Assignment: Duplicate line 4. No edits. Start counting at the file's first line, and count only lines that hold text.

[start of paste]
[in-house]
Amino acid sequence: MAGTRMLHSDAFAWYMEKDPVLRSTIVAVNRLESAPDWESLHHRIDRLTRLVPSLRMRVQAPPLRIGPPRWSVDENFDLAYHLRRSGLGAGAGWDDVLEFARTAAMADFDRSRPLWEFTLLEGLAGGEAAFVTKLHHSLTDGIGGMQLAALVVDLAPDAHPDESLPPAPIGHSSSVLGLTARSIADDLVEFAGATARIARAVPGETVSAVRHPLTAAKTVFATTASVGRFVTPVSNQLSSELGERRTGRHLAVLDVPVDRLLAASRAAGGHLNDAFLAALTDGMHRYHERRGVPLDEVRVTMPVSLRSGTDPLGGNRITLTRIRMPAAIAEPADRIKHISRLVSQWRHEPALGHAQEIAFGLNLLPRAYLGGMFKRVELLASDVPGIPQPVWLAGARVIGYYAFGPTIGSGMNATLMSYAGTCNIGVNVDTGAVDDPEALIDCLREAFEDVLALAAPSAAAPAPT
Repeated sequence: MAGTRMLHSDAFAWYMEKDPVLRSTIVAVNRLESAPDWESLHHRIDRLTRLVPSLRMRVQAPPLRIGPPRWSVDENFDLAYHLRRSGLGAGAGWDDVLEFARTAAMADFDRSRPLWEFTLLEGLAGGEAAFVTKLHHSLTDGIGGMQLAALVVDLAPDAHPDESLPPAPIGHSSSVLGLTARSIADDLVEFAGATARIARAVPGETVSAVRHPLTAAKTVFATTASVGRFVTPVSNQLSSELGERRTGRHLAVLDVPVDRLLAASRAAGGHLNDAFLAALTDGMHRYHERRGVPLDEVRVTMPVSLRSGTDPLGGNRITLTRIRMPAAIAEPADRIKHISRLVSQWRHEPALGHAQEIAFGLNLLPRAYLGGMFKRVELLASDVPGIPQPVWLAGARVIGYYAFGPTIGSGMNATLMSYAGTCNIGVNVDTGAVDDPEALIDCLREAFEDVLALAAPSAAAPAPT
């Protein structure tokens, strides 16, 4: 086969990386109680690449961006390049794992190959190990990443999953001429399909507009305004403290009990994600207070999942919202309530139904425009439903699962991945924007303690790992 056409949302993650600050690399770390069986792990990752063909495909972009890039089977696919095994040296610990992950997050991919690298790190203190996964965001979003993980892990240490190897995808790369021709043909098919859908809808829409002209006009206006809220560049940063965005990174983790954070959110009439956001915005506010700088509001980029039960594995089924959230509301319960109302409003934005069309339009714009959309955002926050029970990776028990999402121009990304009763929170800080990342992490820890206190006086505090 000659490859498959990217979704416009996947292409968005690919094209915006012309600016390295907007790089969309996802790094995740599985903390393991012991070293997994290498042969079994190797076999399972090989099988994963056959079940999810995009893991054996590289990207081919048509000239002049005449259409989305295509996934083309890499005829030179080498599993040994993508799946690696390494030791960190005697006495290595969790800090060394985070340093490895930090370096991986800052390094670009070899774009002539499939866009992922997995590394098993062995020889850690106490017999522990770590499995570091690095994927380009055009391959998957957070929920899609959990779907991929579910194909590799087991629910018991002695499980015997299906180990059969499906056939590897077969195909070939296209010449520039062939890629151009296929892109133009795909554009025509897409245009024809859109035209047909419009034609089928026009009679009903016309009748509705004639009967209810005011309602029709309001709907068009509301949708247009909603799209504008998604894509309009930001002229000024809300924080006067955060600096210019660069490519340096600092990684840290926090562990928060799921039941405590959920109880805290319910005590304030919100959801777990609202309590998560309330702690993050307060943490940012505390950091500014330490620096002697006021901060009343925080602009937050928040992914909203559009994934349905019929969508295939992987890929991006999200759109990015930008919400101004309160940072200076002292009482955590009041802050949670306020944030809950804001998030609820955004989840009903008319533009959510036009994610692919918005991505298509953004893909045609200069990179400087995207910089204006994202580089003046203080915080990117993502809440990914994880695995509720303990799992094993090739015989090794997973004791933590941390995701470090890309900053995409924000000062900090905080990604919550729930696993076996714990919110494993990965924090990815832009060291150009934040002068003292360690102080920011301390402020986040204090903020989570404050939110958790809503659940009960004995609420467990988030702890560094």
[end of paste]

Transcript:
């Protein structure tokens, strides 16, 4: 086969990386109680690449961006390049794992190959190990990443999953001429399909507009305004403290009990994600207070999942919202309530139904425009439903699962991945924007303690790992 056409949302993650600050690399770390069986792990990752063909495909972009890039089977696919095994040296610990992950997050991919690298790190203190996964965001979003993980892990240490190897995808790369021709043909098919859908809808829409002209006009206006809220560049940063965005990174983790954070959110009439956001915005506010700088509001980029039960594995089924959230509301319960109302409003934005069309339009714009959309955002926050029970990776028990999402121009990304009763929170800080990342992490820890206190006086505090 000659490859498959990217979704416009996947292409968005690919094209915006012309600016390295907007790089969309996802790094995740599985903390393991012991070293997994290498042969079994190797076999399972090989099988994963056959079940999810995009893991054996590289990207081919048509000239002049005449259409989305295509996934083309890499005829030179080498599993040994993508799946690696390494030791960190005697006495290595969790800090060394985070340093490895930090370096991986800052390094670009070899774009002539499939866009992922997995590394098993062995020889850690106490017999522990770590499995570091690095994927380009055009391959998957957070929920899609959990779907991929579910194909590799087991629910018991002695499980015997299906180990059969499906056939590897077969195909070939296209010449520039062939890629151009296929892109133009795909554009025509897409245009024809859109035209047909419009034609089928026009009679009903016309009748509705004639009967209810005011309602029709309001709907068009509301949708247009909603799209504008998604894509309009930001002229000024809300924080006067955060600096210019660069490519340096600092990684840290926090562990928060799921039941405590959920109880805290319910005590304030919100959801777990609202309590998560309330702690993050307060943490940012505390950091500014330490620096002697006021901060009343925080602009937050928040992914909203559009994934349905019929969508295939992987890929991006999200759109990015930008919400101004309160940072200076002292009482955590009041802050949670306020944030809950804001998030609820955004989840009903008319533009959510036009994610692919918005991505298509953004893909045609200069990179400087995207910089204006994202580089003046203080915080990117993502809440990914994880695995509720303990799992094993090739015989090794997973004791933590941390995701470090890309900053995409924000000062900090905080990604919550729930696993076996714990919110494993990965924090990815832009060291150009934040002068003292360690102080920011301390402020986040204090903020989570404050939110958790809503659940009960004995609420467990988030702890560094």